Cut stress for better calves

By Country News on March 15, 2016

According to calf rearer Jannine Brennan the single most important piece of advice she can give to people rearing calves is keep the process as stress-free as possible.

Ms Brennan spoke at International Dairy Week.

She rears about 800 calves a year through her Geelong facility, calves that she picks up from many different farms.

She has seen it time and time again, calves that receive adequate, quality colustrum at birth and are kept as stress-free as possible, grow out the best and are the easiest to rear.

Causes of stress include a difficult birth, poor or inadequate colostrum intake, separation from dam, transport, milk feeding and treatment.

She recommends a calf be fed no more than 1.5 to 2 litres of colostrum at birth (dependent on size: 1.5 litres for Jerseys, 2 litres for Friesians) and then six hours later another feed.

``Ideally a cow should be milked out as soon as she has calved. A calf sucking off a cow with faeces on her teats is enough to make a calf sick,’’ Ms Brennan said.

Calves can easily pick up bugs during transport so make sure trailers or utes are clean and disinfected with a product such as vircon.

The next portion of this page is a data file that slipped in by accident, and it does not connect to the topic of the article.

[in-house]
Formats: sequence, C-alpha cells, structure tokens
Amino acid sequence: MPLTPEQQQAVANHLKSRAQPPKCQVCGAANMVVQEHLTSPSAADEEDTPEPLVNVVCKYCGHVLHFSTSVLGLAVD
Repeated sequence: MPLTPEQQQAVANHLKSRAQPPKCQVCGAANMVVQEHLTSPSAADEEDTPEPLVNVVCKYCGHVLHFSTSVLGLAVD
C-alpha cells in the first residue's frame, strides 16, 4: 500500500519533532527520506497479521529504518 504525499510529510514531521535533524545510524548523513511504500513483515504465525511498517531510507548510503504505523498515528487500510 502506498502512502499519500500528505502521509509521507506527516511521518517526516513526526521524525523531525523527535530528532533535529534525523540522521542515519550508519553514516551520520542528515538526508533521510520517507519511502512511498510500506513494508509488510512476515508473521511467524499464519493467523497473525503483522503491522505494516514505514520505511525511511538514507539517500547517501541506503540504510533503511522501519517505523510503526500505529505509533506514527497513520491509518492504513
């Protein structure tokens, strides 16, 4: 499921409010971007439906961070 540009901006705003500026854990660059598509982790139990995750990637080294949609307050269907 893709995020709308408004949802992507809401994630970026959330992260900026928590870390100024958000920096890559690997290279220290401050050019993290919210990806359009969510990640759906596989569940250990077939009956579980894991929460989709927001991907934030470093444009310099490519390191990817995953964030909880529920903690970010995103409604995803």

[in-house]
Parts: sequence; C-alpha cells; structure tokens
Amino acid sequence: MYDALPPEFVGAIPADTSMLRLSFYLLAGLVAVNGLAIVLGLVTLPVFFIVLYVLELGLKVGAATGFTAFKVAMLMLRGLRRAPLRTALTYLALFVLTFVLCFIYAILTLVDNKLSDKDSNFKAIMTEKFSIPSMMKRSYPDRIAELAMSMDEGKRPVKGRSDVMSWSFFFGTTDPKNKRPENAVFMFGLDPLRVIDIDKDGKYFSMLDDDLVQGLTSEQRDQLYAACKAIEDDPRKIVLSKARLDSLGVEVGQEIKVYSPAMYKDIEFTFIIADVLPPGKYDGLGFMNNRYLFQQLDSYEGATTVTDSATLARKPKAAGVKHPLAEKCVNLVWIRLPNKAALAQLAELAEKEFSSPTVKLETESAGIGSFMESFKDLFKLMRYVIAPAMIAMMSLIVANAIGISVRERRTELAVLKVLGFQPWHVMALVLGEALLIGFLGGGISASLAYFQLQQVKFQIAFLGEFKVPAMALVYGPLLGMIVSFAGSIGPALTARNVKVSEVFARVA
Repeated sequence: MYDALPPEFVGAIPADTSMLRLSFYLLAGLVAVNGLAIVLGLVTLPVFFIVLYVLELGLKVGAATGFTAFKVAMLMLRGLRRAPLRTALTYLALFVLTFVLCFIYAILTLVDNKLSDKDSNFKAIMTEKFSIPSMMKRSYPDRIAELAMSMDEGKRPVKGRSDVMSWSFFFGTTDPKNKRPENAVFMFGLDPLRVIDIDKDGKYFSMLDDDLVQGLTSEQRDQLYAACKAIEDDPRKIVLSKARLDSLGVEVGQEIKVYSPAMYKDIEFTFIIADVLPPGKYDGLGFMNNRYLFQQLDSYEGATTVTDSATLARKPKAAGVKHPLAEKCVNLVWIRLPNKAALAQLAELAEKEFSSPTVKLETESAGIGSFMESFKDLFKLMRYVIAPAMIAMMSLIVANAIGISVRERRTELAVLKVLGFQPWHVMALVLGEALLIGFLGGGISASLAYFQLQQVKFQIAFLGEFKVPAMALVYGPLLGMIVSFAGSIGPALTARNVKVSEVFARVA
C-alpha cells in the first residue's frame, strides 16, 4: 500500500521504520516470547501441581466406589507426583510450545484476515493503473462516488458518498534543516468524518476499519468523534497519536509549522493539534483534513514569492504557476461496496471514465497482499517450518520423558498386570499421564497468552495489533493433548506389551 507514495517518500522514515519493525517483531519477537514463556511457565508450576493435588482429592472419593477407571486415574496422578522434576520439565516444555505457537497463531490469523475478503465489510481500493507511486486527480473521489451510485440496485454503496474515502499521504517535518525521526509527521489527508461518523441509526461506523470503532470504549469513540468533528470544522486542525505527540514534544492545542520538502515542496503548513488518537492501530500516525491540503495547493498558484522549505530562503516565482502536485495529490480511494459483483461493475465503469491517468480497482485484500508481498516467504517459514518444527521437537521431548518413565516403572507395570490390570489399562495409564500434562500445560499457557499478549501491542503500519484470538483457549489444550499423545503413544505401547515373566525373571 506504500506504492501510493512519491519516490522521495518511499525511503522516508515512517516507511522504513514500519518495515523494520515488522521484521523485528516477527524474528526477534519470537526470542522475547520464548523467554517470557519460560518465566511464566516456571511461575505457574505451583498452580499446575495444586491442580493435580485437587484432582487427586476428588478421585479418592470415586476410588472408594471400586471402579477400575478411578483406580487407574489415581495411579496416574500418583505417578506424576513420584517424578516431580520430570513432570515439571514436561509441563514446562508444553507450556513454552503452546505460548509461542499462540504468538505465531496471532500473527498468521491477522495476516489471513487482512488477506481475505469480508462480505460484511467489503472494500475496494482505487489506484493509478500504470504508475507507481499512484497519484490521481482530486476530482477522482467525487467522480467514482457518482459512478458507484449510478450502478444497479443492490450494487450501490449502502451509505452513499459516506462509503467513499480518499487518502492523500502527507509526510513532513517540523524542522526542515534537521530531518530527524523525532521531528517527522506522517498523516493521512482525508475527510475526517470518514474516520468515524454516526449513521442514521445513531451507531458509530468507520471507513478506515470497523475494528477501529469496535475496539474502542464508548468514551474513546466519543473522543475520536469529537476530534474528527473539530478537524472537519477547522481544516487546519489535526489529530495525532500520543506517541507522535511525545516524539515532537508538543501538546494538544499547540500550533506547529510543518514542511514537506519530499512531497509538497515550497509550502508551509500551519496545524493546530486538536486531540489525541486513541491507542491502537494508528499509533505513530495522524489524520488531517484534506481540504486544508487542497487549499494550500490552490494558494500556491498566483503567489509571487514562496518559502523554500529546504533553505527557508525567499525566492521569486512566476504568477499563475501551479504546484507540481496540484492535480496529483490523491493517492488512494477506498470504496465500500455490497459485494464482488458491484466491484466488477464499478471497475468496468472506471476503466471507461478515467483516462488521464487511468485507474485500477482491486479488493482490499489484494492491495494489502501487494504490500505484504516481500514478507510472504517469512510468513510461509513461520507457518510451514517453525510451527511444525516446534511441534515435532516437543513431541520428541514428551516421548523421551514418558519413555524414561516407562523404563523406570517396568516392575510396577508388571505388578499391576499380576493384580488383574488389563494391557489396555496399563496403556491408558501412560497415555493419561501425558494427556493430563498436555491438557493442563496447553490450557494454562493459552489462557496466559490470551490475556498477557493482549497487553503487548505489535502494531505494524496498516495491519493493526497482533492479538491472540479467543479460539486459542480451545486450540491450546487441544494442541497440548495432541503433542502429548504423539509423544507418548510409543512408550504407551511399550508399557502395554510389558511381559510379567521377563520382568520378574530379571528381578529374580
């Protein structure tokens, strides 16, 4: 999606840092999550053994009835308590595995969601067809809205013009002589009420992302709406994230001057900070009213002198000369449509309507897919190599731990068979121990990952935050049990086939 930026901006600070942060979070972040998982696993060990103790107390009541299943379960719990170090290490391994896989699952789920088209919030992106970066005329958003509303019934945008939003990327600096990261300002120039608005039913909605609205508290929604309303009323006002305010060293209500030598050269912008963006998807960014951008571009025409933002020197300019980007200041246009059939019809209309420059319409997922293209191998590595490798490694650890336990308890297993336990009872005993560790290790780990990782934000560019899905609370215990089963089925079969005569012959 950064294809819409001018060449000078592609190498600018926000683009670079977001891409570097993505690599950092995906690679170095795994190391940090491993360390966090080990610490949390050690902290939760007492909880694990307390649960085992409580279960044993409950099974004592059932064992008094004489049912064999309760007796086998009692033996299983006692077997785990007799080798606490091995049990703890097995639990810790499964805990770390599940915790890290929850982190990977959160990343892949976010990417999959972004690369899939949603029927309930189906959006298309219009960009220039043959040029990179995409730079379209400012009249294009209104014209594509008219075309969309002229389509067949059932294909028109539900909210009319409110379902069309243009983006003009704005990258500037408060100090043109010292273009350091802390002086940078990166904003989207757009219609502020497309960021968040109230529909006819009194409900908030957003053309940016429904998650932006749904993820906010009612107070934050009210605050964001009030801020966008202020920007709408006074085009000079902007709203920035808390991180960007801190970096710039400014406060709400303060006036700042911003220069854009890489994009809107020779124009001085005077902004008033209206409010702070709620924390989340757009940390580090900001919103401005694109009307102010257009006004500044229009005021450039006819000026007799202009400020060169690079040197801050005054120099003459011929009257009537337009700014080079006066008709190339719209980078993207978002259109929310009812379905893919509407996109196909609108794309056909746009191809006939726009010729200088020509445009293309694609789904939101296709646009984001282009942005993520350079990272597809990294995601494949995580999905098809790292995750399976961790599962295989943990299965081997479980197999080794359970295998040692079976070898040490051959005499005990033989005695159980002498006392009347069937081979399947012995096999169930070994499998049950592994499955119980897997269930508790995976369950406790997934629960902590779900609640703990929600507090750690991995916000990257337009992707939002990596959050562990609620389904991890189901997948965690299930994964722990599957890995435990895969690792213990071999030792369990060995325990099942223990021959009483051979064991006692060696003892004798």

Ms Brennan feeds her calves with milk in the morning and electrolytes for the first 7-10 days at night; after that it is just the morning feed.

Calves have adlib access to hay, grain/pellets and clean water.

To avoid stress Ms Brennan usually inoculates, ear tags or castrates while the calves are drinking.

She recommends farmers stay away from using antibiotic milk during rearing because the bugs living in the milk can make calves sick.  It can also contribute to antibiotic resistance in the future.

 

Calf rearing tips:

Bring milk to the calf, not the calf to the milk.

Avoid temperature variations (ideally close to body temperature).

Keep quality and milk volumes consistent.

Keep feeding times consistent.

Avoid antibiotic milk; it destroys good bugs.

Use teat feeding over bucket feeding.

Keep areas clean, well ventilated and avoid cramped pens – industry standard is a minimum of 2 cubic metres per calf.

Keep dogs away from calves.

At weaning keep the calves in the same pen, just stop feeding milk. They will adjust better if they stay in a familiar environment and will also increase their grain intake faster.

The use of probiotics encourages good gut health and improves overall calf health.

By Country News on March 15, 2016

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